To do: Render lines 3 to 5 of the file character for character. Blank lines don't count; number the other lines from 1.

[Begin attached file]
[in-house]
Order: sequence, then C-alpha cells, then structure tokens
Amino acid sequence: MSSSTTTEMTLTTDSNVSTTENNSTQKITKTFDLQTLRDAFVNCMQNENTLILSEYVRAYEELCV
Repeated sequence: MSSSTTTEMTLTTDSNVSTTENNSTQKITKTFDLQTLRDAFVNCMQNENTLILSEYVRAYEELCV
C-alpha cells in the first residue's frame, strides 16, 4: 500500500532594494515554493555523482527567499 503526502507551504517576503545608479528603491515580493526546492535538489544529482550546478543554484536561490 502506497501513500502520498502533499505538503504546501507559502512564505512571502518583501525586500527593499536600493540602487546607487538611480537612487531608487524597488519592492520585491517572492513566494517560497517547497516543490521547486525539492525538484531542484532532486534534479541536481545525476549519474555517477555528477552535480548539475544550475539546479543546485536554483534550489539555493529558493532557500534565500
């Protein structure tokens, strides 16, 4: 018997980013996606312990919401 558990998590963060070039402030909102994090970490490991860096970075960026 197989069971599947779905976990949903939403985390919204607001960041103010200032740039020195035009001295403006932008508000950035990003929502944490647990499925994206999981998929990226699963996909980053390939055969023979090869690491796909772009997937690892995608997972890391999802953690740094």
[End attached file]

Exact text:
Amino acid sequence: MSSSTTTEMTLTTDSNVSTTENNSTQKITKTFDLQTLRDAFVNCMQNENTLILSEYVRAYEELCV
Repeated sequence: MSSSTTTEMTLTTDSNVSTTENNSTQKITKTFDLQTLRDAFVNCMQNENTLILSEYVRAYEELCV
C-alpha cells in the first residue's frame, strides 16, 4: 500500500532594494515554493555523482527567499 503526502507551504517576503545608479528603491515580493526546492535538489544529482550546478543554484536561490 502506497501513500502520498502533499505538503504546501507559502512564505512571502518583501525586500527593499536600493540602487546607487538611480537612487531608487524597488519592492520585491517572492513566494517560497517547497516543490521547486525539492525538484531542484532532486534534479541536481545525476549519474555517477555528477552535480548539475544550475539546479543546485536554483534550489539555493529558493532557500534565500